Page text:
Saturday, January 07, 2012

stopped at a tintaria

stopped at a tintaria, door was open.
the name implies they dye material.
more often these days it’s dry clean they do,

a kind man i found there, always a good start;
re hooked the slider on my coat zipper in a minute
so it works like new again. he did. i’m grateful.

i said the fine service was worth fifty euro
he said one hundred and twenty. we laughed.
he charged me nothing. that’s fine too.

this is the city. we both were aware
that i may never stop again there.
he did the job; in these lines i remember him.

Friday, January 06, 2012

no state to deny

a pop up on my computer reads,
“your pc is in a perfect state.”
it is trying to convince me, however unlikely,
for my computer’s never been a lot of places.

though i reason, as for state, i'm in italy
where the consensus is: nothing is perfect.
as perhaps Italy is a state, meaning -
a condition: like insomnia.

although equated with a state of grace
there is no rational for some beliefs;
they are unexamined, tossed around
enough to be overrated yet acceptable.

with the favorite reason being:
that is how it has always been done.
don’t ask questions, don’t whine.
heads down, stay in line.

Wednesday, January 04, 2012

any fine day

put two hundred strangers,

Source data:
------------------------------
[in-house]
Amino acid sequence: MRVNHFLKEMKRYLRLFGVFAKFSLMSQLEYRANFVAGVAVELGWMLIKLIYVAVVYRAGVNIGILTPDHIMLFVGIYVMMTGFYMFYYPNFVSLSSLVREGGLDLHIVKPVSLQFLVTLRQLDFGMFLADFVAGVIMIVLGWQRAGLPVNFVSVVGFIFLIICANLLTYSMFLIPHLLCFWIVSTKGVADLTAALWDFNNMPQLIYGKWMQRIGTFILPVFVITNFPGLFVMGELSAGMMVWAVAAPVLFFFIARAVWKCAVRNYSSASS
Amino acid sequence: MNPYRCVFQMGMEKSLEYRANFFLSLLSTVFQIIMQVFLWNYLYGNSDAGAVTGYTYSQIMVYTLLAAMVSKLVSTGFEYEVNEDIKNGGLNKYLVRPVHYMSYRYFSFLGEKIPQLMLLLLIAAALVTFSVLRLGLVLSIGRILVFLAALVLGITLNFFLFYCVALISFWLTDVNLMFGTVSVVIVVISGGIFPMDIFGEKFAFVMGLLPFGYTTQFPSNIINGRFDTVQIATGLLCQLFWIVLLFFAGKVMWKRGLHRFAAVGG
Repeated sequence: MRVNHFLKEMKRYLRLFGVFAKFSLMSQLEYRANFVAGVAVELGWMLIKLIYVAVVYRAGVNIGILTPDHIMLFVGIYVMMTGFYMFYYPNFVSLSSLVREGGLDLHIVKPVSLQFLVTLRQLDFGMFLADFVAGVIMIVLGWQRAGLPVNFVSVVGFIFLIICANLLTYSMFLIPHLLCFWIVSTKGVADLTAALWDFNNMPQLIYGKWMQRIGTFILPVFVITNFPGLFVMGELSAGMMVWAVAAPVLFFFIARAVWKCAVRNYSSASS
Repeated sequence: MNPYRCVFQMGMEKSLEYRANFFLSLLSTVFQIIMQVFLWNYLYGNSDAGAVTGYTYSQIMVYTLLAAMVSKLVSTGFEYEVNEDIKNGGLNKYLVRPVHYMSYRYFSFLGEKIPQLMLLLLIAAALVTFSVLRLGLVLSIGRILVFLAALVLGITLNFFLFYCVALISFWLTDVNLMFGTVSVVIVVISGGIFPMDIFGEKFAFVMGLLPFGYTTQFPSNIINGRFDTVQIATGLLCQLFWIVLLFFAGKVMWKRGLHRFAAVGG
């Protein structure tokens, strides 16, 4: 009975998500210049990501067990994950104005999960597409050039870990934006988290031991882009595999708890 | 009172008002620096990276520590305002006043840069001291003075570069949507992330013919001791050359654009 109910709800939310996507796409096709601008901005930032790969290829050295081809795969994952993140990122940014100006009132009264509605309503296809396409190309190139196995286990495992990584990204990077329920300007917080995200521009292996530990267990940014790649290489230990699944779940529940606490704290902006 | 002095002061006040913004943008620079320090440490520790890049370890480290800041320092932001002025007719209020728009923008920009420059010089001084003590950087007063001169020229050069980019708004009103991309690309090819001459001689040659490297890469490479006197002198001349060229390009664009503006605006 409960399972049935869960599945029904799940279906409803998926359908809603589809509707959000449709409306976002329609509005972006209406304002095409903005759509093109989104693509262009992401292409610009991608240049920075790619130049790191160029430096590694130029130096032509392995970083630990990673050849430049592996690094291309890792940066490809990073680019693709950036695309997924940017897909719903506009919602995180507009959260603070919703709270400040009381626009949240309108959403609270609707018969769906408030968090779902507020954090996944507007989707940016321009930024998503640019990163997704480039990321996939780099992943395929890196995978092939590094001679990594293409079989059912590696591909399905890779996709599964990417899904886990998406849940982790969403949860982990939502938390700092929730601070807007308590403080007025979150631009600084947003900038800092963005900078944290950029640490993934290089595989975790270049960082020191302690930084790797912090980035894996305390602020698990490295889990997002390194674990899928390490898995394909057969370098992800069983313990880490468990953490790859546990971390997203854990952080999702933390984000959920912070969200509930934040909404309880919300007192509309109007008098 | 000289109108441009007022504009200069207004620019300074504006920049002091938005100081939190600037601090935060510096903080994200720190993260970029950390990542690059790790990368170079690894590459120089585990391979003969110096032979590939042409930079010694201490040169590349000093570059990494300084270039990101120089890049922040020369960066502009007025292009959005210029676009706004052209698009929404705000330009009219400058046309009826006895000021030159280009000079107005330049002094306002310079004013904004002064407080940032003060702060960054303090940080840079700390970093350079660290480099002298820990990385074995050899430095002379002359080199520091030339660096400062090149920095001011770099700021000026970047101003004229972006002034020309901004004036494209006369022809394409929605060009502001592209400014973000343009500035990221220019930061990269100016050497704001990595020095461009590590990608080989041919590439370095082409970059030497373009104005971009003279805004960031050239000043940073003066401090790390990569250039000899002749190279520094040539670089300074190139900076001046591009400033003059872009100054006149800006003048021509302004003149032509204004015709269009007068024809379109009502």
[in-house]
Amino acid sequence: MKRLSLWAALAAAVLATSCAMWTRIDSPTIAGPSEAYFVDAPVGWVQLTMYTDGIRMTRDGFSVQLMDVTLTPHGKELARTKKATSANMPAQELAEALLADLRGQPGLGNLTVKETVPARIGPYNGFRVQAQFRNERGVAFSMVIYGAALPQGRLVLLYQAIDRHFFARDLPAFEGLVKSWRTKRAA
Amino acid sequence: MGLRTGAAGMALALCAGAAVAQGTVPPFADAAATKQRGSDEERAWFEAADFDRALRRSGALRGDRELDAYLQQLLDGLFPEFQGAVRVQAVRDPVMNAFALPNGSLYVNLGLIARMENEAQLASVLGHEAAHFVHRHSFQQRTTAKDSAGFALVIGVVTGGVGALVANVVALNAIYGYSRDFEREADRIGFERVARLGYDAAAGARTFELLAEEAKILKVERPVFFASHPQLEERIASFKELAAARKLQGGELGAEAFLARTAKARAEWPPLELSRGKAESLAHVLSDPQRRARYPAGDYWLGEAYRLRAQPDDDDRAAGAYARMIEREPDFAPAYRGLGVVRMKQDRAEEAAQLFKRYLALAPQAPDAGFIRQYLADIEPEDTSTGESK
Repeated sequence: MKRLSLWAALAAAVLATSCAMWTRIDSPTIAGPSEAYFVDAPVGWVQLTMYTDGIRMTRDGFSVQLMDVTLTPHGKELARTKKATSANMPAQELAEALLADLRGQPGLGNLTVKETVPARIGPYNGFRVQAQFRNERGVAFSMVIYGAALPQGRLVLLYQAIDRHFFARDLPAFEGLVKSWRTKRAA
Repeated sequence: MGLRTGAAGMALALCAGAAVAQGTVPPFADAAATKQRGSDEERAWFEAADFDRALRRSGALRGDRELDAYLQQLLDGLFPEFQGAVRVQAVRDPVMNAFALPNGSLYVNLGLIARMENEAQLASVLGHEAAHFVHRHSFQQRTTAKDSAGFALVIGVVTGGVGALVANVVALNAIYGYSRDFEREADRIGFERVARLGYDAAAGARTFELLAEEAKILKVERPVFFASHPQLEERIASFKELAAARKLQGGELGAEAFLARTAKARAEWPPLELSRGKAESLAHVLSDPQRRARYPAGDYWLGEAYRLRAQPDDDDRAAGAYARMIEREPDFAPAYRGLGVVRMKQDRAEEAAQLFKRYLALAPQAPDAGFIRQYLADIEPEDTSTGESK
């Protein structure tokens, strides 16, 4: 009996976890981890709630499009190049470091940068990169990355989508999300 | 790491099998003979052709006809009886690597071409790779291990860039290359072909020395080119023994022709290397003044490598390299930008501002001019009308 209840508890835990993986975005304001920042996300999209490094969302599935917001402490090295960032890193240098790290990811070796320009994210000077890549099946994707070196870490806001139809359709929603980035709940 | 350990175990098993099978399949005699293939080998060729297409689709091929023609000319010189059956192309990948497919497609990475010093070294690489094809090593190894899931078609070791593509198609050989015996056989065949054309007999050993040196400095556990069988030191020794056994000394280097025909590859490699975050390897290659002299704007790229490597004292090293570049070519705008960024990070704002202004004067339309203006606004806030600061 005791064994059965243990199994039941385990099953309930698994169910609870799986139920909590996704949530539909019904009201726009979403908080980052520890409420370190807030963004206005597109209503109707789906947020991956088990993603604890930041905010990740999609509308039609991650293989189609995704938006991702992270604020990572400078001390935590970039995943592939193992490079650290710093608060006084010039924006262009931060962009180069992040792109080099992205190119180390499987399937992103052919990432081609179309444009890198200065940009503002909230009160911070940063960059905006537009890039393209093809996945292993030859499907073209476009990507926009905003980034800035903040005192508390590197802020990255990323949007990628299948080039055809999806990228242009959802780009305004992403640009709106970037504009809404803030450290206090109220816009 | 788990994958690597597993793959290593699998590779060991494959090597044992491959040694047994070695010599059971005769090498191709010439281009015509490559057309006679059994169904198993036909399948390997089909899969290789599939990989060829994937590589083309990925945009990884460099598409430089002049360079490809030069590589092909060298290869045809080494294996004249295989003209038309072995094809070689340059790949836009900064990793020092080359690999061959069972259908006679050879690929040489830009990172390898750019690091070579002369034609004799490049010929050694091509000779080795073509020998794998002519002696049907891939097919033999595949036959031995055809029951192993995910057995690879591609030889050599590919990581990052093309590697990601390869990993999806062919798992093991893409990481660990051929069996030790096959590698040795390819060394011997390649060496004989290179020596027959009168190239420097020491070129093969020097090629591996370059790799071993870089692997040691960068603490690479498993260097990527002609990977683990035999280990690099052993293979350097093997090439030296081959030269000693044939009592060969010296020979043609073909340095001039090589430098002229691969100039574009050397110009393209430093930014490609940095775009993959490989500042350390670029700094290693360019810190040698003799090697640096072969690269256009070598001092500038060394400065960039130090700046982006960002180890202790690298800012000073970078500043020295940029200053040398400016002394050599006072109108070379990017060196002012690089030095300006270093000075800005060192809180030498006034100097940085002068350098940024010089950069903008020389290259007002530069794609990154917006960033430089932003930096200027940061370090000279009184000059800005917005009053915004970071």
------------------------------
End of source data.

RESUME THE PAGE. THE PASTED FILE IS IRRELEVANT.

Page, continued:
some jetlagged,
whirling in a crowd
out of order,

around tents, hand carts
small dogs and corners;
meander an electric bus
through the middle,

plus bicycles and motrorinos
on all sides.
now pigeons on the ground
in the middle of it all

hopping, running,
bobbing their heads, pecking
stretching their wings,
turning their heads.

half cover lightly
with rolling low clouds,
add brisk winds
and you're in the campo packed laughing,

wondering why those
quick dashing pigeons
never get bumped, run over
or stepped on.

Tuesday, January 03, 2012

to market

I.

M. has arrived,
with no space for jet lag.
step aside please,
we’re heading to market.

first buy bus passes,
for she must be orderly, precise, never nonplussed.
those tickets checkers will get you if you’re without.
a fifty euro fine now, sixty-five if you pay later.

II.

seated facing everyone from the very back of the bus.
along our way a young man shouted
into his cell phone for all to hear.
perhaps as a youngster he spent his hours

yelling into a tin can tied on a string.
maybe someone was on the other end
with similarly rigged equipment,
maybe not.

IV.

i went along and did not sing
or read or sleep, just hung on,
for a bus over cobblestones
does much up and down bumping.

now we're both here, winter’s near.
to market and back,
as we settle in.
seems like old times.

Monday, January 02, 2012

the uniform

i saw the uniform in the open door of the closet,
hung pressed like new, was civil war blue
with a narrow yellow side stripe and metal buttons.
with boots, gloves, hat and sword in scabbard.

her husband’s or her father’s, i don’t recall.
she has since gone the long away.
i could call to ask my old friend George,
though we haven't talked since we were children.

and where has that fragment been,
that which i carry in my head?
when now so many years have gone by,
there remains only a thread.

not even my story, someone else’s life
hanging blue in the closet that isn’t there.
even that building exists only
in old worn photos and scant memories.